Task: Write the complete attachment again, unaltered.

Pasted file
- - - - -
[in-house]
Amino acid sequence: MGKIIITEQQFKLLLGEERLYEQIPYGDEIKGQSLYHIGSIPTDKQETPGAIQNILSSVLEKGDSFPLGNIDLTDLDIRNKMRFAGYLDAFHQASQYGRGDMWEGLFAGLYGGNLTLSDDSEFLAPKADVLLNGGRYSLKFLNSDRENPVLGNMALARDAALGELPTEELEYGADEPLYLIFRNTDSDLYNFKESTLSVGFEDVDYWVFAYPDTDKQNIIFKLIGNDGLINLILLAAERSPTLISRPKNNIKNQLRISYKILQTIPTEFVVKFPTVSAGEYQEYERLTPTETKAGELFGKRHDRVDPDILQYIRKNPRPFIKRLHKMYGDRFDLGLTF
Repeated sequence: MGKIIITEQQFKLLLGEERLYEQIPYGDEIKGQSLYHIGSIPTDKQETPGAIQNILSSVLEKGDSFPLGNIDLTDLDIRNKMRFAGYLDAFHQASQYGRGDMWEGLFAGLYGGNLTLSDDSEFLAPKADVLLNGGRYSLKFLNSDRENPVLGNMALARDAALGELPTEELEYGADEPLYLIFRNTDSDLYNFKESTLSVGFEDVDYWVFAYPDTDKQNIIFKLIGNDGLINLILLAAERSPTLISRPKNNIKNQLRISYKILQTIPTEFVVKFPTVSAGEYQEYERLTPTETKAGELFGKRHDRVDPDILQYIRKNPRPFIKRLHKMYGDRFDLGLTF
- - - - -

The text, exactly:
[in-house]
Amino acid sequence: MGKIIITEQQFKLLLGEERLYEQIPYGDEIKGQSLYHIGSIPTDKQETPGAIQNILSSVLEKGDSFPLGNIDLTDLDIRNKMRFAGYLDAFHQASQYGRGDMWEGLFAGLYGGNLTLSDDSEFLAPKADVLLNGGRYSLKFLNSDRENPVLGNMALARDAALGELPTEELEYGADEPLYLIFRNTDSDLYNFKESTLSVGFEDVDYWVFAYPDTDKQNIIFKLIGNDGLINLILLAAERSPTLISRPKNNIKNQLRISYKILQTIPTEFVVKFPTVSAGEYQEYERLTPTETKAGELFGKRHDRVDPDILQYIRKNPRPFIKRLHKMYGDRFDLGLTF
Repeated sequence: MGKIIITEQQFKLLLGEERLYEQIPYGDEIKGQSLYHIGSIPTDKQETPGAIQNILSSVLEKGDSFPLGNIDLTDLDIRNKMRFAGYLDAFHQASQYGRGDMWEGLFAGLYGGNLTLSDDSEFLAPKADVLLNGGRYSLKFLNSDRENPVLGNMALARDAALGELPTEELEYGADEPLYLIFRNTDSDLYNFKESTLSVGFEDVDYWVFAYPDTDKQNIIFKLIGNDGLINLILLAAERSPTLISRPKNNIKNQLRISYKILQTIPTEFVVKFPTVSAGEYQEYERLTPTETKAGELFGKRHDRVDPDILQYIRKNPRPFIKRLHKMYGDRFDLGLTF